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Reflections: 22nd April 2018

A Reflection for the Fourth Sunday of Easter and A Day of Prayer for Vocations

JN 10:11-18 ( http://www.usccb.org/bible/readings/042218.cfm )

This Sunday we celebrate a day of special prayer for vocations to the work of service in the Church.  In the community where I live, one confrère recalls being one of a group of 72 who joined our congregation in 1943.  I reflect on my own journey of service to the Church; I joined the Spiritans in 1988, one of nine that year; we were a curious mix of youthful innocence, naïveté and profound decency. We didn’t know each other but we understood that we were part of something greater than ourselves. Joining a missionary congregation at that time might have been against the tide of societal expectations but it was not against the grain of mainstream Irish culture. There was a lot of support for a young person thinking of a life of service in the Church. Formation for us was about moving towards the goal of being a missionary, learning in the classroom but also from the stories of retired missionaries and from others home on leave or assigned to work in Ireland. As a group of strangers, we learned to make ourselves a community. We saw some of our friends leave to go on other paths, and we grew –  or, at least, are growing – into the life that we have chosen. 

Fast-forward to 2018. I am back from serving in the Spiritan mission in Ethiopia. I am a Vocations Director for the Irish Spiritan Province, serving in a Church that is radically challenged in so many ways. The newest member of our Irish province is about to be ordained having taken his final profession last year. Nobody else in the Irish Province who was finally professed in the period since I took my vows is still a Spiritan while all the others who joined our formation programme in the intervening years have left and, other than the one being ordained this summer, we have nobody in formation now in Ireland.  Anyone who would join us now would most likely he in a peerless society, asked to give his youth to a group for the most part in the twilight of their lives. It is a lot to ask of a young person.  And yet there is something more that needs to be said. The goal of being a missionary is still noble. I would not swap the experiences I had in Ethiopia for the world. It was an extraordinary opportunity to share my life with a wonderful people.  In Ethiopia and in Ireland, the Spiritans offer me a life of service in the Church and I thank God for that.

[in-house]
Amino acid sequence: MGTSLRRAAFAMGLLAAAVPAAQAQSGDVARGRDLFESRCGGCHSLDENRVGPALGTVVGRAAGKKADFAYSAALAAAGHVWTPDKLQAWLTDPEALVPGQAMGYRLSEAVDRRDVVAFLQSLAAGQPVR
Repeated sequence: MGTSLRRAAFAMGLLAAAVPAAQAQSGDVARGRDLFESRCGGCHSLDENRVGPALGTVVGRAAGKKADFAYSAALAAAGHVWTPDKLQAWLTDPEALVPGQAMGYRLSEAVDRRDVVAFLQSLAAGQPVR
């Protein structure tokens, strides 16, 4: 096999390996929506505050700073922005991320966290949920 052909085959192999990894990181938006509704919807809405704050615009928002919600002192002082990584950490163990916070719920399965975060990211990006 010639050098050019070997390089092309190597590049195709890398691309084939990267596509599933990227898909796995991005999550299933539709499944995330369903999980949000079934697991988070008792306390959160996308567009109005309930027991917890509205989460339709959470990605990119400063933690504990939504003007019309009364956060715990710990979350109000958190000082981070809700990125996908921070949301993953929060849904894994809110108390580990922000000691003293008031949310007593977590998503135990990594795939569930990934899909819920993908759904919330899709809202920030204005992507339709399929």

I once volunteered in a Simon Community shelter. The writings of Anton-Wallich Clifford, its founder, have greatly inspired me. In “Caring on Skid Row” he offered these pearls of wisdom: Having once descended into skidrow, having lived and worked in that submerged world, one is left with the burning conviction: this work of ours must go on growing, expanding and developing. And as some of grow old or leave the field, others must come in so that the loving never stops.

Today the Church gives us the Image of the Good Shepherd, the one who lays down his life for his friends. As I write these words, I am thinking of missionaries who, by their loving kindness, are laying down their lives in difficult and challenging missions all over the world. They are the most generous-hearted and decent people I know. Every day I thank God that I am a missionary with the opportunity to play my part in a congregation that is making sure that all over the world the loving never stops. Missionary life is a life worth living – and dying – for. To consider joining a missionary group today takes a greater commitment than when I joined. Still, God is not finished with the Irish Spiritans yet and we trust that He is still calling those who would hear His Voice.  


Paddy Moran C.S.Sp. – Fr. Paddy is the Vocations Director for the Spiritans in Ireland. For more information on becoming a Spiritan missionary, please contact youth@spiritan.ie.